High Fructose Corn Syrup and Diabetes, What Should You Do

Dec 2 2012 - 6:47am
High fructose corn syrup and diabetes

When it comes to type 2 diabetes and sugar, there is a not-so-sweet battle going on, and the fight is over high fructose corn syrup. The findings of a new study published in Global Public Health has fueled the fury by suggesting that countries with a higher availability of high fructose corn syrup (HFCS) in foods have a higher prevalence of type 2 diabetes.

What's wrong with high fructose corn syrup?

The answer to this question depends on who answers it. (Also check out the "High Fructose Corn Syrup Studies" below.) If you ask corn producers and the Corn Refiners Association, for example, they'll say there's nothing wrong. According to Audrae Erickson, president of the Corn Refiners Association, "There is broad scientific consensus that table sugar and high fructose corn syrup are nutritionally and metabolically equivalent."

Some scientists agree with this basic idea. Marion Nestle, PhD, MPH, professor of food, nutrition studies, and public health at New York University and a well-known author, noted that the new study is "based on a questionable and highly debatable premise: that high-fructose corn syrup is significantly different in its physiological effects from sucrose, or table sugar."

It's true that both high fructose corn syrup and table sugar are a combination of two simple sugars (fructose and glucose), which suggests they should have similar effects on the body. However, the lead author of the new research, Michael I. Goran, PhD, co-director of the Diabetes and Obesity Research Institute at the Keck School of Medicine at the University of Southern California in Los Angeles, believes that it is more complicated.

The fact is, table sugar consists of about 50 percent fructose and 50 percent glucose. When it comes to high-fructose corn syrup, the mixture is a bit of a mystery since the percentages are not revealed on food labels. However, the mixture is believed to range from 42 to 55 percent--or higher--for fructose.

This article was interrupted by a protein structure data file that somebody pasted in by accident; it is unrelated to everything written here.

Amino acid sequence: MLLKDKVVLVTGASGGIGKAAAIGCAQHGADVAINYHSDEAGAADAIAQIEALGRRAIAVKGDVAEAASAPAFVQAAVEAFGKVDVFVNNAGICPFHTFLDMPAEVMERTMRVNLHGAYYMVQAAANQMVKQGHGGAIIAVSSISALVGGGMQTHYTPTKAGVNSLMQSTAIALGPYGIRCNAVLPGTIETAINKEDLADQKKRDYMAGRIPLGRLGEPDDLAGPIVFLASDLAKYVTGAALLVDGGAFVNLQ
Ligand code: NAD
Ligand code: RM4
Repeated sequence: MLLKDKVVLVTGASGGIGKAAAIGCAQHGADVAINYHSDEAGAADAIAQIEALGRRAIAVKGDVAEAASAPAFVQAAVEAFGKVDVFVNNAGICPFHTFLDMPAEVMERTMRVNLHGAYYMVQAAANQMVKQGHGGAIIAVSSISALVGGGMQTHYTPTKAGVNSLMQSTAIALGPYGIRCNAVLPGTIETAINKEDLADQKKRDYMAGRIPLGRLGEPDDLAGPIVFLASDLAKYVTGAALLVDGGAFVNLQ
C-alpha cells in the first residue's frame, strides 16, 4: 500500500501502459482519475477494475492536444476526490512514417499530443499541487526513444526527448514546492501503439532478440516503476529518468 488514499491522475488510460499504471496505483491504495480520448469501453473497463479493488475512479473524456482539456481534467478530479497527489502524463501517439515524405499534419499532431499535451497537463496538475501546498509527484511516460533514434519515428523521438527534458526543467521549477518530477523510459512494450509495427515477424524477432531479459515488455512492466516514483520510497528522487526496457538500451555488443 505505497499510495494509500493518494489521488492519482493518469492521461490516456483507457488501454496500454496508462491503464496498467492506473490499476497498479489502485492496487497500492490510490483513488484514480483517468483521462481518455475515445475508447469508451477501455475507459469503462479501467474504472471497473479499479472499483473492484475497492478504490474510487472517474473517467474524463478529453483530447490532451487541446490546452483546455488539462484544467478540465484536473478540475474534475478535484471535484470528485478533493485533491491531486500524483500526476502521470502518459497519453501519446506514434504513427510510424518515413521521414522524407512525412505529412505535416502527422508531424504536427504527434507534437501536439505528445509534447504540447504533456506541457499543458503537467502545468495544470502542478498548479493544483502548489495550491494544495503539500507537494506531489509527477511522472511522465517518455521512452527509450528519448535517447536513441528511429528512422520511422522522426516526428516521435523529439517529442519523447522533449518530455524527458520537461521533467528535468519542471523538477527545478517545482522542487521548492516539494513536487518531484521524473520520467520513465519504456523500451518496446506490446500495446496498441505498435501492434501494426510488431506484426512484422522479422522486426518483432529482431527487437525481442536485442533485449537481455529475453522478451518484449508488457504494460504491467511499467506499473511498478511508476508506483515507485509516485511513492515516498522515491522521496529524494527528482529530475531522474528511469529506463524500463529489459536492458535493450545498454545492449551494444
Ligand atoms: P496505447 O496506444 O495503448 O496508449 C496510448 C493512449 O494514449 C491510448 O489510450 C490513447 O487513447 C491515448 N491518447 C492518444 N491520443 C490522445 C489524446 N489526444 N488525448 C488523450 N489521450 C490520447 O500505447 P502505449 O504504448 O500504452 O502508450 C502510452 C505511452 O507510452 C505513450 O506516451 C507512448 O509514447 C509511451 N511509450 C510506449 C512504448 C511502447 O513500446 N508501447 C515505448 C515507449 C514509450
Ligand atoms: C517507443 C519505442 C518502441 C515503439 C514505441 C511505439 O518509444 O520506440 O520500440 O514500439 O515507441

In fact, Goran reported that he found fructose levels in beverages sweetened with HFCS ranging up from 47 percent to 65 percent. So if the fructose percentage is higher than 50 percent, could it have a negative effect on diabetes?

That remains to be seen. Goran noted that their study finding "raises a lot of questions about fructose," even though it does not establish that HFCS causes diabetes. What does his study show?

The topic of the latest study is whether high fructose corn syrup intake is associated with an increased prevalence of type 2 diabetes. Based on consumption of HFCS in 43 countries, Goron and his team reported that the prevalence of diabetes was 20 percent higher in countries that had a higher prevalence of HFCS compared with countries that had a lower availability.

The presence of high-fructose corn syrup noted in the study ranged widely. About half the countries had little to no HFCS present in their food supply, like people in Germany who consume about 1 pound of the sugar per year. People in the United States, however, consume about 55 pounds of the sugar annually.

This difference remained true or even grew stronger even after the authors made adjustments for body mass index (obesity), population, and total sugar and calorie availability. All of these data indicated to the researchers that countries with a higher availability of high-fructose corn syrup (i.e., in foods such as soft drinks and processed foods) have a higher prevalence of type 2 diabetes, separate from obesity.



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